SANTA MONICA—Two mountain lions P-30 and P-53 were found dead in the Santa Monica Mountains with poisons in their systems, the National Park Service announced on Tuesday, October 8.
Tests reveal that five different anticoagulant rodenticides were detected in both mountain lions. A high concentration of bromadiolone and other compounds including brodifacoum, chlorophacinone, difethialone, and diphacinone were in their systems, according to Necropsy reports.
On September 9, biologists hiked into Topanga State Park after P-30’s collar sent out a mortality signal. When his body was discovered there were no obvious signs of trauma or injury to his carcass. Necropsy reports show that P-30 died from internal bleeding. Five liters of unclotted blood was found in the lion’s abdomen. The reports reveal that the mountain lion also had severe hemorrhaging to his brain and stomach cavity.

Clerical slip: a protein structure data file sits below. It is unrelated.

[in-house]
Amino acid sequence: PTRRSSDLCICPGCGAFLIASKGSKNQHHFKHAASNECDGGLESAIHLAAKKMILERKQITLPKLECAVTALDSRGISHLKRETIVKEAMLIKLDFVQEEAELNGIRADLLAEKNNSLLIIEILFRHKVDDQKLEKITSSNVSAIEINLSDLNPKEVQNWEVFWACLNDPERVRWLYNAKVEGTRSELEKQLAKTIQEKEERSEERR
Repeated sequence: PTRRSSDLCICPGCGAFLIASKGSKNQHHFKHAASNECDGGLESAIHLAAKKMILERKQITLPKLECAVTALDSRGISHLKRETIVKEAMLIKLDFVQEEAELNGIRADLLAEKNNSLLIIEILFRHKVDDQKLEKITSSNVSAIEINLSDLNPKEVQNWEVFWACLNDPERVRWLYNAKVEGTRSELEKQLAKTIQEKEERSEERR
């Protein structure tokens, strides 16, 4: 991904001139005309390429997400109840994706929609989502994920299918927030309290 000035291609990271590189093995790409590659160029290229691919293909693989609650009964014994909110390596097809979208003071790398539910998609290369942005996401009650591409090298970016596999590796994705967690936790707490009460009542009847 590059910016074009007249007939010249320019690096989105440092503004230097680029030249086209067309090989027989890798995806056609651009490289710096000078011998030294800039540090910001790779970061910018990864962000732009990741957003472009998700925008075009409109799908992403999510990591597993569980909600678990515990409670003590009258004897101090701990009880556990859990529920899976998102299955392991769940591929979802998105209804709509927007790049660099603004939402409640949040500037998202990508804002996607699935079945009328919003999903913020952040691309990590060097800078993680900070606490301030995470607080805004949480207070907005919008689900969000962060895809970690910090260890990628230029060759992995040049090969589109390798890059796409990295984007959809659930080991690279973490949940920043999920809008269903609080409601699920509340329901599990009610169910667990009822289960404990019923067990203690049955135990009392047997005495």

P-30 was one of the very first male mountain lions to be captured as a kitten and survive long enough in the Santa Monica Mountains to reach adulthood establishing a home base.
The other mountain lion that was discovered back on August 15 was P-53, a four-year-old female mountain lion. Officials could not determine her cause of death due to the carcass’ advanced decomposition. Despite the decomposition, scientists did find four different of anticoagulant rodenticides in her liver. Brodifacoum, chlorophacinone, difethialone, diphacinone, and a high concentration of bromadiolone was found in her system like P-30’s.
According to officials, the second leading cause of death in mountain lions is the ingestion of poison. The leading cause of death for mountain lions are vehicle strikes. What scientists call Intraspecific conflict, transpires when lions kill other lions, and has become a factor in the mountain lion mortality rate.